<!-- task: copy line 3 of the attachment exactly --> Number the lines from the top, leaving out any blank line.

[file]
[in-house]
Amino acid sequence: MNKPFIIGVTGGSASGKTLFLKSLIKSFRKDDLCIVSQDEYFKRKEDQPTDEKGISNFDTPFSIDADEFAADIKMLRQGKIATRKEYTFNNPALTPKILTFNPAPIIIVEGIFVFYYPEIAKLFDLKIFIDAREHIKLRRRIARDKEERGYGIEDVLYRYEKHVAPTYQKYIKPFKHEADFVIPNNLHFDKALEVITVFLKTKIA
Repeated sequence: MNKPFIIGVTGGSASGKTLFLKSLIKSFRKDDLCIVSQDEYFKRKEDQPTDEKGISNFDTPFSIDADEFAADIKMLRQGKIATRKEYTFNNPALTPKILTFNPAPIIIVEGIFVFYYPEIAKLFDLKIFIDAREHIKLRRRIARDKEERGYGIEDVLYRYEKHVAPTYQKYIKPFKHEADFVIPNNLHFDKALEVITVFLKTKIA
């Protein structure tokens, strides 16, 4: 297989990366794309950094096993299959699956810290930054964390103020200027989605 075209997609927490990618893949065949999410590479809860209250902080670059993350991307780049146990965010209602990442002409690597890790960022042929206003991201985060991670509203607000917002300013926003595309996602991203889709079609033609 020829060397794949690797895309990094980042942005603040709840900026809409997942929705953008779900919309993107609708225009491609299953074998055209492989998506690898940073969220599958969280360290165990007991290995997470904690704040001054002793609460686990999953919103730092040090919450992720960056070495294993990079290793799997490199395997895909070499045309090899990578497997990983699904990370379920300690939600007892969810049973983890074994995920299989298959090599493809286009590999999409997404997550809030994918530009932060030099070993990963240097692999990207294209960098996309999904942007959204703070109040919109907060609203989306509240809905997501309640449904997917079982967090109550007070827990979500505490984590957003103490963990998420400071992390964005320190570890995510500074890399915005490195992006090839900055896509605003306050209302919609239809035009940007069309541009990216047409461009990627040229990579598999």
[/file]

Repeated sequence: MNKPFIIGVTGGSASGKTLFLKSLIKSFRKDDLCIVSQDEYFKRKEDQPTDEKGISNFDTPFSIDADEFAADIKMLRQGKIATRKEYTFNNPALTPKILTFNPAPIIIVEGIFVFYYPEIAKLFDLKIFIDAREHIKLRRRIARDKEERGYGIEDVLYRYEKHVAPTYQKYIKPFKHEADFVIPNNLHFDKALEVITVFLKTKIA